"Educational Apartheid" is a phrase used most recently by Dr Anthony Seldon on the front page of The Independent last week, one which aptly describes the present situation of education in the UK. Statistics that have been quoted in the public domain over the last decade suggest that the average UK child is slipping behind his counterpart throughout Europe and other parts of the developed world. By whatever measure, the UK seems to be falling in the ranks.
Like Seldon, I am worried and frustrated about the never-ending debate on the woes of our educational system and the inability of successive governments to move towards a solution. Like Seldon, I deplore the bi-polar nature of our educational system. And like Seldon, I have taught in a number of well-known independent schools. That's probably where the comparison ends. During the second half of my working life as a teacher of mathematics, I decided to take a position in a state comprehensive school of 1,600 pupils, aged 11-16. Incidentally, this school was originally built for some 900 pupils. I retired last July, after 37 years in teaching.
Attitudes amongst teaching staff are entrenched on both sides of the divide. It was a struggle in the comprehensive school to address the "delightful problem" of the able and gifted child. In my own time, and that of my students, I laid on extra lessons in maths beyond the GCSE curriculum, but was told, "they will get there anyway, so why give them extra time and attention?"
If anyone has ever taught in a state comprehensive school, they will appreciate that we treat somewhat glibly the needs of the non-academic "half" for an education that is in tune with their futures. Do we honestly treat the educational aspirations of the non-academic "half" with the same respect as the academic aspirations of the others?
It would make a very interesting study to draw up a list of some 20 or 30 criteria and compare the findings in a typical state comprehensive and a typical private day school. It would become obvious why people are so keen to get their children into private schools (assuming they can afford it) or into the best state school (as a second best) if all else fails.
Without quoting chapter and verse, successive post-war governments have passed various resolutions in an attempt to improve the lot of those pupils whose parents could not afford to send them to "better" (private) schools. In so doing, they have attempted to placate both sides of the divide. Thus, the debate goes on; a few years later another bill is passed, tinkering with those that went before. Echoes, maybe, of "deck chairs on the Titanic".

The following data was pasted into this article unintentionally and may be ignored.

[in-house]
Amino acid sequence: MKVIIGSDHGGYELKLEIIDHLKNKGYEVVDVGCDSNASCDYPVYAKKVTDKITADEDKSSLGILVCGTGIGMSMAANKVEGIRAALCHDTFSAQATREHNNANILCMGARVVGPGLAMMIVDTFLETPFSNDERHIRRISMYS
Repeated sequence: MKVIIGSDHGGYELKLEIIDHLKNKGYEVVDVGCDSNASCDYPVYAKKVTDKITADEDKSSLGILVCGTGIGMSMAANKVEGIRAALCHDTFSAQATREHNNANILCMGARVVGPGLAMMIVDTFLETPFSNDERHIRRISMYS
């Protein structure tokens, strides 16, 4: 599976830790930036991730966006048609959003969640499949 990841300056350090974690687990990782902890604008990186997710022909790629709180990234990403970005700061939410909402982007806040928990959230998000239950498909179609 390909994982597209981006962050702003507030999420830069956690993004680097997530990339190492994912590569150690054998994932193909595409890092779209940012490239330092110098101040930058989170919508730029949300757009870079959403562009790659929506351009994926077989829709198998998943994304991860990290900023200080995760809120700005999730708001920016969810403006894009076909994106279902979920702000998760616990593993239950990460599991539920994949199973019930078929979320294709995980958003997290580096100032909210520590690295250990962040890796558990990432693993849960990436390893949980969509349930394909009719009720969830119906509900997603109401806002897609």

After my ten years of teaching in a comprehensive school, I have come to the conclusion that until we get rid of the overwhelming majority of independent schools, that, in reality, pay lip service to the idea of 'serving the local community' in order to justify their charitable status, nothing of any substance will ever happen in the state sector. Creating a handful of bursaries that are intended to offer a highly academic education to a few pupils who could not otherwise afford it looks good on the surface and may satisfy the Charity Commission, but, in reality, it is patronising and fails to grasp the real mettle.
If this conclusion has a pessimistic ring to it, it is because most of those who have the necessary power in our society to bring about substantial change were educated in private schools. Furthermore, they will have sent their own children to such schools (and, in many cases, the one to which they and their parents went before them).
At the very heart of the problem is the fact that all those parents who can, send their children to private schools for very obvious reasons; as do many who find it a financial struggle. These parents, by and large, are those in society who hold the best jobs, who are the most eloquent and who have the greatest political clout. So long as they can buy the best, they will rarely, if ever, speak out against the poorer standards that they have side-stepped with the help of their wallets. How long would paying parents tolerate a school designed for 900 pupils trying to educate 1,600?
There are some independent schools that deserve to remain so – special schools for the disabled/statemented child and a few specialist schools catering for a relatively small handful of students. However, for the rest, I dare to suggest that their dissolution is the only means of obtaining the political force required to bring about the change that will once again see the UK's educational system ranking as high as it ought.
The author has worked as a maths teacher in both the independent and state sectors